Characters we can relate to have fears and damage, but moreover, for me they have to be devoted to something - an ideal, a person, whatever. Even villains become much more sympathetic when we're introduced to whatever it is that they love.Kage Baker, author of the Company novels, agrees: "It isn't the way a person relates to his hovercar that makes him memorable; it's what's going on in his heart." No matter what planet or time you're living in, there will be "certain constants in human existence: struggle against poverty, rebellion against authority, love and desire, loneliness, curiosity. Any reader can relate to those." Make sure your character has loves and hatreds that readers can see themselves in, and the rest will take care of itself. Don't aim for larger-than-life - and overshoot. One pitfall with science fiction characters is that authors sometimes make their characters "bigger than life, or archetypal" to let them compete with the big, brash colorful worlds they live in. A common mistake is veering past archetypal, all the way into "over the top, or maybe somewhat cliche." If you do try for archetypal characters, think of the classics from all genres, like Sherlock Holmes' quirky genius or Captain Ahab's drive. Don't obsess too much about setting and toys. If you spend pages and pages on dense descriptions of your settings and how exactly your hovercar works, you're distracting the reader from your characters, says Baker.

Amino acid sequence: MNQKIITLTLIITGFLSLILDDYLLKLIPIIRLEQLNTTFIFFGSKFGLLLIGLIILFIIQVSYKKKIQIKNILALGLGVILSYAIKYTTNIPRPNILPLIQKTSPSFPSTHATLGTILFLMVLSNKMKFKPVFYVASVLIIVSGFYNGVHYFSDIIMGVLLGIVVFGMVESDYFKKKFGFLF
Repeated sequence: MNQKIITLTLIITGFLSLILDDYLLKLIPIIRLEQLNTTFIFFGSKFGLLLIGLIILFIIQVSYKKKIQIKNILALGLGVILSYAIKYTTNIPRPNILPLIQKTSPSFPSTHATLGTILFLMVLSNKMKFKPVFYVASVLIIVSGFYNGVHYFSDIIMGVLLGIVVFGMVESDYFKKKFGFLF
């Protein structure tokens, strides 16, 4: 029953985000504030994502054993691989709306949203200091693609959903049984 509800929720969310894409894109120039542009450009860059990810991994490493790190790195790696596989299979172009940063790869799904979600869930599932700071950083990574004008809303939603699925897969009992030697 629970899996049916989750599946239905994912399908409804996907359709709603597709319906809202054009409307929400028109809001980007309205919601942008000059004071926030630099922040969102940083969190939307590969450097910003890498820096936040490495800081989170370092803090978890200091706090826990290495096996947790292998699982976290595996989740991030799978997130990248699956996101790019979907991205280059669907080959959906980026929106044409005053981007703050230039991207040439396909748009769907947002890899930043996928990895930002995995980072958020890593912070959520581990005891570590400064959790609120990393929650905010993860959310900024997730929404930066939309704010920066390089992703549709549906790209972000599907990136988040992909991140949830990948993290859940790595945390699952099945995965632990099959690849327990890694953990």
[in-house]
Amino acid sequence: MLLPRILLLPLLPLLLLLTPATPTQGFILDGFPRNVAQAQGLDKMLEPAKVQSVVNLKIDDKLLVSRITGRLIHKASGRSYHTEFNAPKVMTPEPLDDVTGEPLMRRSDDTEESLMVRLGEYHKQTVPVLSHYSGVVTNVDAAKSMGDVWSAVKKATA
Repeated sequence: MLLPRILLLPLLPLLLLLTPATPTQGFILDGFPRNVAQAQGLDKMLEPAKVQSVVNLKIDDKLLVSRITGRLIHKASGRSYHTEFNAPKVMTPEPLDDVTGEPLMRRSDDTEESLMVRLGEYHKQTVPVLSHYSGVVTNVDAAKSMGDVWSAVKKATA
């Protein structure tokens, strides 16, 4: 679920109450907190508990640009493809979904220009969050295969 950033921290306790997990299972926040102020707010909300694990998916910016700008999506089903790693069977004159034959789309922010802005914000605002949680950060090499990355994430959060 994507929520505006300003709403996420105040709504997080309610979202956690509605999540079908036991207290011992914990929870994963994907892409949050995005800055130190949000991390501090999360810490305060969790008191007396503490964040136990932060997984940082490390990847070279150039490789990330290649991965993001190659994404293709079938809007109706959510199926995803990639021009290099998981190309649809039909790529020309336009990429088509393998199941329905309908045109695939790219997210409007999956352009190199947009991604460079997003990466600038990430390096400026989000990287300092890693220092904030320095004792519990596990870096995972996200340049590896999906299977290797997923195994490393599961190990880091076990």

It's enough to say "He climbed into his hovercar" and your reader will get the idea. You don't need to give a geography lesson: "They were sitting in the courtyard drinking fire-palm wine" or "She trudged back from the well, balancing her water jar" or "They looked out across the desert and saw the yellow mountains of Califia before them" all give brief, intense impressions of a place, without stopping the narrative in its tracks or drawing focus from the main character.Find out who's hurting. If your story involves a new situation or technological breakthrough, figure out who suffers as a result - maybe that should be your main character, says Robinson, quoting from Damon Knight (who was quoting James Blish in turn.) Keep your characters grounded. The stranger the setting, the more ordinary your characters should be, says Terry Bisson, Hugo- and Nebula-winning author of Bears Discover Fire. "For example, in my most recent story, the narrator 'had a job and an apartment, but that was all.' The story wasn't about the setting but about the character." Your characters should be "totally convinced they live in the present, rather than the future. Because, of course, it IS the present to them," says David J. Williams, author of The Mirrored Heavens. Make sure your world, and your characters, both have a believable past, that anchors their present. "As Gibson said, the future's already here, it's just unevenly distributed. Same is true for the past: it's always with us, but sometimes beneath the surface. How one handles that is the key to character."